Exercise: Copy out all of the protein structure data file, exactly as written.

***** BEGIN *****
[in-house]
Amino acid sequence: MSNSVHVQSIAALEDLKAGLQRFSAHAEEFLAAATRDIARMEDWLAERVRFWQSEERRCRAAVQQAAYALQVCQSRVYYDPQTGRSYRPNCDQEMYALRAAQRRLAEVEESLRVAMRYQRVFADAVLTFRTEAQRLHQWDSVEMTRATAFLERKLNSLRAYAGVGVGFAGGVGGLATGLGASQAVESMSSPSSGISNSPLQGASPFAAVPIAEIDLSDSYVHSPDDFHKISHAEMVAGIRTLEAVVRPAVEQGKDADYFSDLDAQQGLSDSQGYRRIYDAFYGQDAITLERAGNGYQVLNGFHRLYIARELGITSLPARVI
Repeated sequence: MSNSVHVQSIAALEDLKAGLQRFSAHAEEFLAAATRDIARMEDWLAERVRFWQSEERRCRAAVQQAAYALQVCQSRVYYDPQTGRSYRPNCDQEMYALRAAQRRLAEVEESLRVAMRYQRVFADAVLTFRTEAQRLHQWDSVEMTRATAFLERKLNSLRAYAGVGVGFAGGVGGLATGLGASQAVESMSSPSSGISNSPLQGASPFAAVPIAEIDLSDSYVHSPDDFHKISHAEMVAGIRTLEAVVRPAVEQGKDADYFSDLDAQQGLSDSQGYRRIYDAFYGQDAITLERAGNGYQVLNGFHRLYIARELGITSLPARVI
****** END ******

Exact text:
[in-house]
Amino acid sequence: MSNSVHVQSIAALEDLKAGLQRFSAHAEEFLAAATRDIARMEDWLAERVRFWQSEERRCRAAVQQAAYALQVCQSRVYYDPQTGRSYRPNCDQEMYALRAAQRRLAEVEESLRVAMRYQRVFADAVLTFRTEAQRLHQWDSVEMTRATAFLERKLNSLRAYAGVGVGFAGGVGGLATGLGASQAVESMSSPSSGISNSPLQGASPFAAVPIAEIDLSDSYVHSPDDFHKISHAEMVAGIRTLEAVVRPAVEQGKDADYFSDLDAQQGLSDSQGYRRIYDAFYGQDAITLERAGNGYQVLNGFHRLYIARELGITSLPARVI
Repeated sequence: MSNSVHVQSIAALEDLKAGLQRFSAHAEEFLAAATRDIARMEDWLAERVRFWQSEERRCRAAVQQAAYALQVCQSRVYYDPQTGRSYRPNCDQEMYALRAAQRRLAEVEESLRVAMRYQRVFADAVLTFRTEAQRLHQWDSVEMTRATAFLERKLNSLRAYAGVGVGFAGGVGGLATGLGASQAVESMSSPSSGISNSPLQGASPFAAVPIAEIDLSDSYVHSPDDFHKISHAEMVAGIRTLEAVVRPAVEQGKDADYFSDLDAQQGLSDSQGYRRIYDAFYGQDAITLERAGNGYQVLNGFHRLYIARELGITSLPARVI